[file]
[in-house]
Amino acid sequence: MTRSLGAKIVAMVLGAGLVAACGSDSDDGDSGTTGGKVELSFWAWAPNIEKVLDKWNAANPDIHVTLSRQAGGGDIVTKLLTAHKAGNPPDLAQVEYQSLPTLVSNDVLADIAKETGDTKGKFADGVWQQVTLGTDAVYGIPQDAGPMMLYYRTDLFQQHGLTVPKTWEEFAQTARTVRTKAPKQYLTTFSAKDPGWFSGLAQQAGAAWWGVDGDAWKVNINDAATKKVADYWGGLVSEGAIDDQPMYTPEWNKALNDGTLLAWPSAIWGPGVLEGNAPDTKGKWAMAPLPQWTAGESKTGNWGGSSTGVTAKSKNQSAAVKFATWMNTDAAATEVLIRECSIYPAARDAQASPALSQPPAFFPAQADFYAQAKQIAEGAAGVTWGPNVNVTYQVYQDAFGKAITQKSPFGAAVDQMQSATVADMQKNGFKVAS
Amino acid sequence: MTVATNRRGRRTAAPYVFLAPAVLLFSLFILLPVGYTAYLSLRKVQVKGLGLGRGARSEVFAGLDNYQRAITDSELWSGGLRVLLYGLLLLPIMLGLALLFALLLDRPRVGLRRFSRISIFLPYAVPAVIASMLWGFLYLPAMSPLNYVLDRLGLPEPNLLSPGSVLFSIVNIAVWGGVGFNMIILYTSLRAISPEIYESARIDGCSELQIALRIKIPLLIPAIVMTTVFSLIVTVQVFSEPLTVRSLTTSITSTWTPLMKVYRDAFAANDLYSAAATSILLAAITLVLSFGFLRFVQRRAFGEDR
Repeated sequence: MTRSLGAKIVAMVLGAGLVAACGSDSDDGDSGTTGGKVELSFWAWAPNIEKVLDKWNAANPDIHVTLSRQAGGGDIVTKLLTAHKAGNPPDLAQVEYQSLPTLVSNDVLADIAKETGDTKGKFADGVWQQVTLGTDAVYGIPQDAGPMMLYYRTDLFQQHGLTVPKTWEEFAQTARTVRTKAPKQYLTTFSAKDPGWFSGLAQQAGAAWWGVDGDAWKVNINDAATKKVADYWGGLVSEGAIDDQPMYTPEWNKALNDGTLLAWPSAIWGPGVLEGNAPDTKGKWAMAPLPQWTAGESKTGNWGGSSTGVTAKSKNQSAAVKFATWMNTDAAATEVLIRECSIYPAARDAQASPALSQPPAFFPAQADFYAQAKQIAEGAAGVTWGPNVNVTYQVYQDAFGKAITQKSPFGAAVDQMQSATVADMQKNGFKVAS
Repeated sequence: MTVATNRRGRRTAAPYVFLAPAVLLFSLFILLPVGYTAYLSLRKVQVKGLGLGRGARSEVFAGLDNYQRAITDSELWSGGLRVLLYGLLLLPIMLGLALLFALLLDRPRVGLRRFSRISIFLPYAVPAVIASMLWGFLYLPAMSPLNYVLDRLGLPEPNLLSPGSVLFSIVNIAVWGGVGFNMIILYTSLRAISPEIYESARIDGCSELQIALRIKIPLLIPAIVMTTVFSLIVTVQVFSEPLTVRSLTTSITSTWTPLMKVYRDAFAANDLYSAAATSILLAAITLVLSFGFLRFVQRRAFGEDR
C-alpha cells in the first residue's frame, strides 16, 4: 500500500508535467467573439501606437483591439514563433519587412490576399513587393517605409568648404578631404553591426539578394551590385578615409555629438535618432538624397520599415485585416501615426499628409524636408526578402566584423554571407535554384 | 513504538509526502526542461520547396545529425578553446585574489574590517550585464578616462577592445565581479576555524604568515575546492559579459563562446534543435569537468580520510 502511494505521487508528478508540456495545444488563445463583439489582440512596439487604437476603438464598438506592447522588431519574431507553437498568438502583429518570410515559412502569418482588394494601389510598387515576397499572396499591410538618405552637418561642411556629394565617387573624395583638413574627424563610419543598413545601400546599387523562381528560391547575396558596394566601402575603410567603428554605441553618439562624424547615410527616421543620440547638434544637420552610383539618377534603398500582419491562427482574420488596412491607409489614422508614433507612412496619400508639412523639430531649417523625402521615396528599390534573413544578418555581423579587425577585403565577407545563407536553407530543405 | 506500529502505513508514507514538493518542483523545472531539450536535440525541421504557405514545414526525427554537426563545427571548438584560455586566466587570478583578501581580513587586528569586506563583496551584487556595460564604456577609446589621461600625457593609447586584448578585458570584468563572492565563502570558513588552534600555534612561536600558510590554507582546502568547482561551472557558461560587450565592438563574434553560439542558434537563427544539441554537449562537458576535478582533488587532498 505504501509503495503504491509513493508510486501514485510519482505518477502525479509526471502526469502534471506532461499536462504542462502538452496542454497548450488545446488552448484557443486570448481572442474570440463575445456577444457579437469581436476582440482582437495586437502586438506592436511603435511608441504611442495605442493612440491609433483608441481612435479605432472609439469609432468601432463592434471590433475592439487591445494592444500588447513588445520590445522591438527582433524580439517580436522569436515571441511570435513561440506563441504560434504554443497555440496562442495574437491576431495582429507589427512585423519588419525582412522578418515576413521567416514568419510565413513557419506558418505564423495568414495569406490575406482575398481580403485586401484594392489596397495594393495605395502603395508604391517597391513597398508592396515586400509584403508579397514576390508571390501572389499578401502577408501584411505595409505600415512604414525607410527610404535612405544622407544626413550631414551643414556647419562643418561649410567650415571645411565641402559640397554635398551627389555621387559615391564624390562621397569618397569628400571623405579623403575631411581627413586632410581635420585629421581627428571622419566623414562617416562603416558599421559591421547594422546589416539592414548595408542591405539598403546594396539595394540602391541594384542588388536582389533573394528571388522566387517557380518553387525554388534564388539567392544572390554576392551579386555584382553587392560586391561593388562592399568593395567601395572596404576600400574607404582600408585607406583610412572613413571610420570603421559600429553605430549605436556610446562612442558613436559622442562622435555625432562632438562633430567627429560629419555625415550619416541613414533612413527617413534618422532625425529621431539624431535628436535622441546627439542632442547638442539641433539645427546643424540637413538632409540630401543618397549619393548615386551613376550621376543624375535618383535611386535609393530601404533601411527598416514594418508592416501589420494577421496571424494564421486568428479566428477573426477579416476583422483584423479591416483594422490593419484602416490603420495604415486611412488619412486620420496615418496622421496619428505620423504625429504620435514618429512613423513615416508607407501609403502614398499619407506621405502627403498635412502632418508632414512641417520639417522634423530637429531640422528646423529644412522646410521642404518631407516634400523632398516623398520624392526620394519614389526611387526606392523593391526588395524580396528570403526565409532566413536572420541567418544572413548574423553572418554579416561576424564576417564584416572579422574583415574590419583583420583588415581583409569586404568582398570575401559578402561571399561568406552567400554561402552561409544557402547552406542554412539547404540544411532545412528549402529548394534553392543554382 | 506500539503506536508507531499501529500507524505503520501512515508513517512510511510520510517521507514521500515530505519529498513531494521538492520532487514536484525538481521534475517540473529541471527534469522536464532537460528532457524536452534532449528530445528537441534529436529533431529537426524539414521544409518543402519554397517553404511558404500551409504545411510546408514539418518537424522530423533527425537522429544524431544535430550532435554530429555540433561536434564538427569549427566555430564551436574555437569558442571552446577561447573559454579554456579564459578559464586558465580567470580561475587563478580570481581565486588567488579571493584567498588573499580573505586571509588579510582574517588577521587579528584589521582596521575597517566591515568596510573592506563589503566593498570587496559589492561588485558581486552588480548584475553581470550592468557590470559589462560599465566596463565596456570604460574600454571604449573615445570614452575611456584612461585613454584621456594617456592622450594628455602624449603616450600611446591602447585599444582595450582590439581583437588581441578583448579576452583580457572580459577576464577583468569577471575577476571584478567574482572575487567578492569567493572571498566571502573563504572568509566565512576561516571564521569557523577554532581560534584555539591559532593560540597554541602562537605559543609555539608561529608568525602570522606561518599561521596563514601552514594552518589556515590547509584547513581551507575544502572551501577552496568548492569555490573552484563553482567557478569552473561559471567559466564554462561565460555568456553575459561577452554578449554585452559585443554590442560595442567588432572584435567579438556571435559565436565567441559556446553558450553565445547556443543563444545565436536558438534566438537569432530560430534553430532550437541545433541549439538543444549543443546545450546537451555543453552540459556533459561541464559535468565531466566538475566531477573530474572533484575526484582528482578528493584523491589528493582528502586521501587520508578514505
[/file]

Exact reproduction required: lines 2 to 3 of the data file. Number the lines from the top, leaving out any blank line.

Amino acid sequence: MTRSLGAKIVAMVLGAGLVAACGSDSDDGDSGTTGGKVELSFWAWAPNIEKVLDKWNAANPDIHVTLSRQAGGGDIVTKLLTAHKAGNPPDLAQVEYQSLPTLVSNDVLADIAKETGDTKGKFADGVWQQVTLGTDAVYGIPQDAGPMMLYYRTDLFQQHGLTVPKTWEEFAQTARTVRTKAPKQYLTTFSAKDPGWFSGLAQQAGAAWWGVDGDAWKVNINDAATKKVADYWGGLVSEGAIDDQPMYTPEWNKALNDGTLLAWPSAIWGPGVLEGNAPDTKGKWAMAPLPQWTAGESKTGNWGGSSTGVTAKSKNQSAAVKFATWMNTDAAATEVLIRECSIYPAARDAQASPALSQPPAFFPAQADFYAQAKQIAEGAAGVTWGPNVNVTYQVYQDAFGKAITQKSPFGAAVDQMQSATVADMQKNGFKVAS
Amino acid sequence: MTVATNRRGRRTAAPYVFLAPAVLLFSLFILLPVGYTAYLSLRKVQVKGLGLGRGARSEVFAGLDNYQRAITDSELWSGGLRVLLYGLLLLPIMLGLALLFALLLDRPRVGLRRFSRISIFLPYAVPAVIASMLWGFLYLPAMSPLNYVLDRLGLPEPNLLSPGSVLFSIVNIAVWGGVGFNMIILYTSLRAISPEIYESARIDGCSELQIALRIKIPLLIPAIVMTTVFSLIVTVQVFSEPLTVRSLTTSITSTWTPLMKVYRDAFAANDLYSAAATSILLAAITLVLSFGFLRFVQRRAFGEDR